In 1895, female detectives are not common in San Francisco. That's one of the things that makes the detective agency of Sabina Carpenter and John Quincannon so notable. The other
is the success that they have in solving the troubling cases that come to them. That successful reputation is put on the line when they take on cases that leave their expertise in doubt.
Sabina has been hired as to watch over the debutante of the season, Virginia St. Clair, during her coming-out parties. Virginia should make a stellar marriage, and her affection for a lowly clerk is putting that goal in doubt. Sabina is to watch over her and make sure
that Marcus, the clerk, gets nowhere in his pursuit of the heiress. During her first debutante ball, however, Virginia leaves the dance. Sabina follows her through the grounds in the dark, only to arrive at the cliffs on which the mansion is situated in time to see her client jump off to her death. Even more stunning than the girl's suicide is the disappearance of her body.
While the trail of her fall is clear to see, her body is nowhere to be found. Sabina is accused of incompetence.
John, in the meantime, has taken on the task of finding the money stolen in a Wells Fargo bank robbery. The agency will receive ten percent of the money stolen if he recovers it--a handsome reward. He discovers the gang most likely to have committed the crime, but the case goes nowhere as the robbers are killed off one by one. In frustration, John takes on a case where a new ocean-side neighborhood is being disturbed by what seems to be a ghost. Soon the partners find that all three cases are tied together and that to solve any of them, all of them must be solved.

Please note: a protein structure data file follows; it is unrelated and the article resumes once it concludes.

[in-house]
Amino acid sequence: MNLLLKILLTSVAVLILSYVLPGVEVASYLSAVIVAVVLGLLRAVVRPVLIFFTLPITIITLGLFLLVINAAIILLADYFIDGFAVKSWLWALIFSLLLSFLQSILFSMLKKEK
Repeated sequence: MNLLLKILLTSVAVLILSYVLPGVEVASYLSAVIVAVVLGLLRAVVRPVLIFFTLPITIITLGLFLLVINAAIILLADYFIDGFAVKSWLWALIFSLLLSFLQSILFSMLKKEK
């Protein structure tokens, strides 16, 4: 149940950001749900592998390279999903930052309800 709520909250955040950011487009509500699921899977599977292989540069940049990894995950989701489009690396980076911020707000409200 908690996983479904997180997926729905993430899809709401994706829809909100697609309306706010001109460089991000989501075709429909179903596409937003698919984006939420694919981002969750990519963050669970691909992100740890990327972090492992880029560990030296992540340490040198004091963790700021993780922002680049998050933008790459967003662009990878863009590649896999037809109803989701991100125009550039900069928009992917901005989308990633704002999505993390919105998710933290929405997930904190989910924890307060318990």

Marcia Muller and Bill Pronzini are stars in the mystery field. Married for many years, both have been recognized for their mystery series. Muller created one of the first female detectives, Sharon McCone. She received the Mystery Writers of America's Grand Master Award in 2005. Her husband, Pronzini, creator of the
Nameless Detective series, received the Grand Master Award in 2008. Each has a devoted fan following, and readers of this combination mystery will be rewarded with the work of two masters at the top of their game. This book is recommended for mystery readers, especially those who enjoy historical mysteries.